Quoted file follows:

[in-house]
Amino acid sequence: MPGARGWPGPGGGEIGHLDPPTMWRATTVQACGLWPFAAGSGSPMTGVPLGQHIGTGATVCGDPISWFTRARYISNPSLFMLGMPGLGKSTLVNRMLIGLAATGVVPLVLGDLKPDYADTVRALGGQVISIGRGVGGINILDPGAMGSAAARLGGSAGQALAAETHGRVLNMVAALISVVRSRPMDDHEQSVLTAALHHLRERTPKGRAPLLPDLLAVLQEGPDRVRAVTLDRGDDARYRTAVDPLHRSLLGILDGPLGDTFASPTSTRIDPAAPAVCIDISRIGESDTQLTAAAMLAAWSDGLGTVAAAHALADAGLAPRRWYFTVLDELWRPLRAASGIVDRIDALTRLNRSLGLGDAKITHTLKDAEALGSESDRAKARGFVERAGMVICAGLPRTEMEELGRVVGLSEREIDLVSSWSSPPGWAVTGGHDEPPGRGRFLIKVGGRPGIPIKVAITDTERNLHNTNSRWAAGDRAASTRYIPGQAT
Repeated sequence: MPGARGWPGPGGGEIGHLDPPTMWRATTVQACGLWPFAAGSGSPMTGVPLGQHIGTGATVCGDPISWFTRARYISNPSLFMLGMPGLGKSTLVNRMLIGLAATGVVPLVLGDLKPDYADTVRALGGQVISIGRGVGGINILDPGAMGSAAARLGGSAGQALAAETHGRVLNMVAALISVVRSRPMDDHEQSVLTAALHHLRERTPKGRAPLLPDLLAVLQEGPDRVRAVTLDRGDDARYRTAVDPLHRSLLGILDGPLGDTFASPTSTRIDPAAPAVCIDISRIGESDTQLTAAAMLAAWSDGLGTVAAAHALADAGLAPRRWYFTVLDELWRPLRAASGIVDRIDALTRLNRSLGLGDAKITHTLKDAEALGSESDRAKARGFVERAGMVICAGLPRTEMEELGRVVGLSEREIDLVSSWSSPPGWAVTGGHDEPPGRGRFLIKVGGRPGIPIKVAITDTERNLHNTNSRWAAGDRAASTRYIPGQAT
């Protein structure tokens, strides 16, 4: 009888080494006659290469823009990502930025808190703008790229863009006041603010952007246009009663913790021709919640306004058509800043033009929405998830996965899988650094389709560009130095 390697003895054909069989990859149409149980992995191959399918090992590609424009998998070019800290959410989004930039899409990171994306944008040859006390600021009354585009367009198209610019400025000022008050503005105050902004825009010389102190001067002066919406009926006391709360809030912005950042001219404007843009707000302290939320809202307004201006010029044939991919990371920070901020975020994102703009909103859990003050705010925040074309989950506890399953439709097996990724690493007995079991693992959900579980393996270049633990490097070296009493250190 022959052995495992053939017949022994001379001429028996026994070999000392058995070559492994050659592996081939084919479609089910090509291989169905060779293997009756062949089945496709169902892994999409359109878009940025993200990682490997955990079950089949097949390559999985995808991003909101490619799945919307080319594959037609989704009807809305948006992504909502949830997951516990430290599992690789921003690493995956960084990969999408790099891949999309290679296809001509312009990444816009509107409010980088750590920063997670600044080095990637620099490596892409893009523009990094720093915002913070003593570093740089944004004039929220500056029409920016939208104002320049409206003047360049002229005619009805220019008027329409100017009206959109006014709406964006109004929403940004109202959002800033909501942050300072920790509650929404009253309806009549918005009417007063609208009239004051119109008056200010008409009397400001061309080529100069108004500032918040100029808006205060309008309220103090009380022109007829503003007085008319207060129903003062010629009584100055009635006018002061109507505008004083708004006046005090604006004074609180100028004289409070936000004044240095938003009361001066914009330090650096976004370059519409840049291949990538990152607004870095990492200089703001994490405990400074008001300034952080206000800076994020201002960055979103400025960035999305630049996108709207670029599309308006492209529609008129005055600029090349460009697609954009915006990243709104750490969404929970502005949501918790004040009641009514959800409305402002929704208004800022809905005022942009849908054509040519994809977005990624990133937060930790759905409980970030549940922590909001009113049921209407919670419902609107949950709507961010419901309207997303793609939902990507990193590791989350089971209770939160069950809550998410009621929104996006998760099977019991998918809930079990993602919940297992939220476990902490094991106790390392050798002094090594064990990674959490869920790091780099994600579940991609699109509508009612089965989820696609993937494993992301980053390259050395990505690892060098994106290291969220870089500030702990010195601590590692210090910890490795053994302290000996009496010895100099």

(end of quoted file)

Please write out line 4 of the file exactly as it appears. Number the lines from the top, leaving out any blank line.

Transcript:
């Protein structure tokens, strides 16, 4: 009888080494006659290469823009990502930025808190703008790229863009006041603010952007246009009663913790021709919640306004058509800043033009929405998830996965899988650094389709560009130095 390697003895054909069989990859149409149980992995191959399918090992590609424009998998070019800290959410989004930039899409990171994306944008040859006390600021009354585009367009198209610019400025000022008050503005105050902004825009010389102190001067002066919406009926006391709360809030912005950042001219404007843009707000302290939320809202307004201006010029044939991919990371920070901020975020994102703009909103859990003050705010925040074309989950506890399953439709097996990724690493007995079991693992959900579980393996270049633990490097070296009493250190 022959052995495992053939017949022994001379001429028996026994070999000392058995070559492994050659592996081939084919479609089910090509291989169905060779293997009756062949089945496709169902892994999409359109878009940025993200990682490997955990079950089949097949390559999985995808991003909101490619799945919307080319594959037609989704009807809305948006992504909502949830997951516990430290599992690789921003690493995956960084990969999408790099891949999309290679296809001509312009990444816009509107409010980088750590920063997670600044080095990637620099490596892409893009523009990094720093915002913070003593570093740089944004004039929220500056029409920016939208104002320049409206003047360049002229005619009805220019008027329409100017009206959109006014709406964006109004929403940004109202959002800033909501942050300072920790509650929404009253309806009549918005009417007063609208009239004051119109008056200010008409009397400001061309080529100069108004500032918040100029808006205060309008309220103090009380022109007829503003007085008319207060129903003062010629009584100055009635006018002061109507505008004083708004006046005090604006004074609180100028004289409070936000004044240095938003009361001066914009330090650096976004370059519409840049291949990538990152607004870095990492200089703001994490405990400074008001300034952080206000800076994020201002960055979103400025960035999305630049996108709207670029599309308006492209529609008129005055600029090349460009697609954009915006990243709104750490969404929970502005949501918790004040009641009514959800409305402002929704208004800022809905005022942009849908054509040519994809977005990624990133937060930790759905409980970030549940922590909001009113049921209407919670419902609107949950709507961010419901309207997303793609939902990507990193590791989350089971209770939160069950809550998410009621929104996006998760099977019991998918809930079990993602919940297992939220476990902490094991106790390392050798002094090594064990990674959490869920790091780099994600579940991609699109509508009612089965989820696609993937494993992301980053390259050395990505690892060098994106290291969220870089500030702990010195601590590692210090910890490795053994302290000996009496010895100099």